Some of the responsibilities of the department and the mining tenement holders in regard to royalties that are set under the Mining Act and State Agreement Acts are outlined below. Mineral production in Western Australia (WA) is very diverse. The range includes some 50 different minerals in commercial production — far greater than in any other State or Territory in Australia.
The Department is responsible to the WA Minister for Mines and Petroleum for administering mineral royalties under the Mining Act 1978 (WA). The Department also administers royalty arrangements under various State Agreement Acts (specific royalty clauses negotiated for individual projects).
Under the Mining Act legislation, holders of mining tenements are responsible for submitting production reports and royalty returns to the department, as well as maintaining records. Similar obligations are also in place for the various State Agreement Acts.
The required timeframe for submitting production reports under the Mining Act to the Director General of Mines is:
- Within 30 days after the expiry of the first quarter during which any mineral is produced or obtained from that mining tenement; and
- Within 30 days after the expiry of each subsequent quarter (whether or not any mineral is produced or obtained from that mining tenement or land in that quarter).
Under the Mining Act royalty return submissions are required with each royalty payment within thirty (30) days after the end of the relevant quarter. The return must be in an approved form, showing where relevant:
- The quantity of the mineral.
- Details of any sale, transfer, shipment or disposal of the mineral.
- The royalty value of the mineral.
- The gross invoice value of the mineral, when it was paid, and any allowable deductions for the mineral.
The rate of royalty used.
Under the Mining Act, the holder of a mining tenement must keep all records that are necessary to give a true and complete indication of:
- The quantity of the mineral.
- Any sale, transfer, shipment or disposal of the mineral, including time, destination, value and quantity of each sale, transfer, shipment or other disposal.
All records must be kept for a period of seven (7) years.
Royalty Rates and Collection
The Department is responsible to the Western Australian Minister for State Development for administering mineral royalties under various Acts of Parliament relating to the mineral industry.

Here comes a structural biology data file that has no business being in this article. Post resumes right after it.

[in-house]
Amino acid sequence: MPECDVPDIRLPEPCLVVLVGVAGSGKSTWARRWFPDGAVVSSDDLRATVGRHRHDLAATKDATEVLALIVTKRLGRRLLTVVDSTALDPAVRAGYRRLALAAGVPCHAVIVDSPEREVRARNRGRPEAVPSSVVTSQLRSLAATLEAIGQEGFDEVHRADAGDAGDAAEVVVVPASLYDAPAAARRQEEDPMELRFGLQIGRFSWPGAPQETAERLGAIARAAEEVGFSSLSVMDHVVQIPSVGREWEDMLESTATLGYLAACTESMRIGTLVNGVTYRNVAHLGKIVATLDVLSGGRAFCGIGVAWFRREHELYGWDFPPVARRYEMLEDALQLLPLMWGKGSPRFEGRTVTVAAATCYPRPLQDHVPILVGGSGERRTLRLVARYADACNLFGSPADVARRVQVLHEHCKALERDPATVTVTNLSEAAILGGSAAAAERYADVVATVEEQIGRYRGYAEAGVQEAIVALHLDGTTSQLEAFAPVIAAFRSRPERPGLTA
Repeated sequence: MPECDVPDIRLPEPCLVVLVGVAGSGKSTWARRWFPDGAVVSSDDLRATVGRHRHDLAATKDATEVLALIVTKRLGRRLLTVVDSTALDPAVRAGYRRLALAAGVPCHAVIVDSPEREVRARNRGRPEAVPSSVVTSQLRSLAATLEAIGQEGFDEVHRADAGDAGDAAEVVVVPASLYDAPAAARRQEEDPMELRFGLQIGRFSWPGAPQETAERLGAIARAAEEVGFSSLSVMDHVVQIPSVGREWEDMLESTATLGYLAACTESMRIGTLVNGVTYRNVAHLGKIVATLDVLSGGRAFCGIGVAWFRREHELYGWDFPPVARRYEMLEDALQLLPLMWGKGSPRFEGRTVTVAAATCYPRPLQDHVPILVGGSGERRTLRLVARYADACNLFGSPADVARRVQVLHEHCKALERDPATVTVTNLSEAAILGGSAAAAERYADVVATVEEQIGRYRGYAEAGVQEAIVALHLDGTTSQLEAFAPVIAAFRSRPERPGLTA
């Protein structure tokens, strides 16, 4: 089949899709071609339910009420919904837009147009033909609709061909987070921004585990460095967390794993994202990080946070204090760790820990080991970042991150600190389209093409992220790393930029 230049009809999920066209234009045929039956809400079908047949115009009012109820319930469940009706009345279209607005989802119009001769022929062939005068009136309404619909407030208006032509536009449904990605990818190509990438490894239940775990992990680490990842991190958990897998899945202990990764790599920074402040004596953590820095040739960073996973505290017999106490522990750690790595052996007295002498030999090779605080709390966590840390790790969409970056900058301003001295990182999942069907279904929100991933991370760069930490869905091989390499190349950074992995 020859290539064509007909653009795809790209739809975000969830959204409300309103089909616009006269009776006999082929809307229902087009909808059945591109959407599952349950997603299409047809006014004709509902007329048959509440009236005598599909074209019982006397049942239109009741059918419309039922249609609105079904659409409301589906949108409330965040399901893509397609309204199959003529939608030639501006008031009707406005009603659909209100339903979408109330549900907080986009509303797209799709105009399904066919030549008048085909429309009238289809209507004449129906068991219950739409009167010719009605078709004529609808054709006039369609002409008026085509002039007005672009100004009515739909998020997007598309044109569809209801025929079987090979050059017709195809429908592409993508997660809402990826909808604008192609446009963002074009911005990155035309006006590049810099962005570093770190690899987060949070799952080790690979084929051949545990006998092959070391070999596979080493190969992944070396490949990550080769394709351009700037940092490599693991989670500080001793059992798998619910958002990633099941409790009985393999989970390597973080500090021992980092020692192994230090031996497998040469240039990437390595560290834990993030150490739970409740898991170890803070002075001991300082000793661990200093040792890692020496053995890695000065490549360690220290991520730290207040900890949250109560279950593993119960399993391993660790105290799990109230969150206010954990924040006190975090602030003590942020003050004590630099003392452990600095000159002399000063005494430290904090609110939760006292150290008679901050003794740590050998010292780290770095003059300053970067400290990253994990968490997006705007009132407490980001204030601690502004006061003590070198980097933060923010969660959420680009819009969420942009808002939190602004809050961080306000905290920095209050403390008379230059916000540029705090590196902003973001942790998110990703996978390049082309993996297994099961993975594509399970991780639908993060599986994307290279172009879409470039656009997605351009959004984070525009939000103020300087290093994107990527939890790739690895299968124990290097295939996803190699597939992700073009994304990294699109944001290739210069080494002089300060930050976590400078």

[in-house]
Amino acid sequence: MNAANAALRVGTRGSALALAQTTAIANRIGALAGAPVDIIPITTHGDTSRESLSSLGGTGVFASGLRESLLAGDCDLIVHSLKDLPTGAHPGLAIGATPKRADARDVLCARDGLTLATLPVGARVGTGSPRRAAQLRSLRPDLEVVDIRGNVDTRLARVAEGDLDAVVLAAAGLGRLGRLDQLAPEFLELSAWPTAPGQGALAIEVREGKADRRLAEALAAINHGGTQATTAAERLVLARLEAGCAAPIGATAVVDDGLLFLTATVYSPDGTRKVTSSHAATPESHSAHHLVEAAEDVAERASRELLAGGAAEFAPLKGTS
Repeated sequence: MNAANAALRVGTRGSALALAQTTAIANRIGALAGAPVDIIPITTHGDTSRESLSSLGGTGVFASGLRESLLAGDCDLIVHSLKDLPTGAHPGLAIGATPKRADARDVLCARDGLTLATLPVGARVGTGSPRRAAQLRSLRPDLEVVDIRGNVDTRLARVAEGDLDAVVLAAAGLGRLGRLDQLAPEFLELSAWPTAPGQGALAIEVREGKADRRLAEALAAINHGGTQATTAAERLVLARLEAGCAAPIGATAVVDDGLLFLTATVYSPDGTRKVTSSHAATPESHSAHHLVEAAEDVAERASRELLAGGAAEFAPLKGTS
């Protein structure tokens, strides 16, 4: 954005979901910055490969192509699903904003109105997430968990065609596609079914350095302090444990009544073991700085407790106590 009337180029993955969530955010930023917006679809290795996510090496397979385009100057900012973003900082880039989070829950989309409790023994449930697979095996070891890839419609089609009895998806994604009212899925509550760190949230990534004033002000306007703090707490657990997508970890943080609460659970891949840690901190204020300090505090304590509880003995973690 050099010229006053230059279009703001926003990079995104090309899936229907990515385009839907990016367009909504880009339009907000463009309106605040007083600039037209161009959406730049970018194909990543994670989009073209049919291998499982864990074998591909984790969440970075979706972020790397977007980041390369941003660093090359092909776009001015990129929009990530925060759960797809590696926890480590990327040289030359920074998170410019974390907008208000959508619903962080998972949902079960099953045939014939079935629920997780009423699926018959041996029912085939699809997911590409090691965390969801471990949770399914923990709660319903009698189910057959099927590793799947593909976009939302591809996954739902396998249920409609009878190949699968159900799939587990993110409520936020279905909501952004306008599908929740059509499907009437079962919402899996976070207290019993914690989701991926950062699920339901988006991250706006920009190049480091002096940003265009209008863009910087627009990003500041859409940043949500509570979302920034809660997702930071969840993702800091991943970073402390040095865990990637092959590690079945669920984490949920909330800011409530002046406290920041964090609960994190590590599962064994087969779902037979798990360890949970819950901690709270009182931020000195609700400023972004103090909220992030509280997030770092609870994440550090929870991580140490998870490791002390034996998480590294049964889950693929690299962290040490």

In Western Australia mineral royalties are payable either under the Mining Regulations 1981 (WA) or various State Agreement Acts . Below are the royalty rates payable on minerals produced within Western Australia.
Mining Act 1978 (WA)
When a mineral is obtained from a mining tenement, or from land the subject of an application for a mining tenement, royalties shall be paid by the holder of, or applicant for, the mining tenement.
State Agreement Acts
State Agreements are essentially contracts between the Government of Western Australia and proponents of major resources projects. The Agreements "package" the rights and obligations of both parties and establish a framework between the State and project proponents.
State Agreements are ratified by an Act of the Western Australian State Parliament.
In Western Australia there are two systems of mineral royalty collection used:
- Specific rate - flat rate per tonne
- Ad Valorem - percentage of value
Generally, specific rate royalties are used for low value industrial and construction materials. A specific rate or quantity-based royalty is calculated on tonnes produced.
The rates on production between 1 July 2010 and 30 June 2015 are:
- 62 cents per tonne (construction use); and
- 100 cents per tonne (used for its metallurgical content)
In 2015 these rates will be reviewed.
Ad Valorem - percentage of value
The ad valorem or value-based rates of royalty which applies under Regulation 86 of the Mining Regulations 1981(WA) is based on the following principles:
- Bulk material (subject to limited treatment) - 7.5 per cent of the royalty value.
- Concentrate material – (subject to substantial enrichment through a concentration plant) 5.0 per cent of the royalty value.
- Metal - 2.5 per cent of the royalty value.
This system takes into account processing costs incurred after the mine-head point, price fluctuations, the grade of material and the change in the value as mined ore is processed and value is added.
An ad valorem royalty is calculated as a proportion of the ‘royalty value’ of the mineral. The “royalty value” and components used to calculate the “royalty value” are defined under Regulation 85 of the Mining Regulations 1981 (WA).
Payment and Lodgement
Royalty returns can be lodged online if you are an existing Royalties Online customer. If you have not set up a login account to access Royalties Online, go to https://forms.dmp.wa.gov.au/lfserver/anonymous/Client_Registration.
Alternatively, payment may be made by cheque payable to “Mines and Petroleum” and mailed to Mineral House, 100 Plain Street, East Perth 6004. Royalty Return Form including your Payer Reference Code must accompany the payment.
Royalty payments may be paid via Electronic Funds Transfer to the Department of Mines and Petroleum (DMP) account.
Bank: Commonwealth Bank of Australia
Please include Payer details and Payer Reference Code on your EFT transaction so that the Department can allocate your payment to the correct project/s.
Due to changes to our Royalties Management System, DMP Regional Offices can no longer accept royalty payments. The only acceptable form of payment method is cheque payment or Electronic Funds Transfer (EFT) as listed above.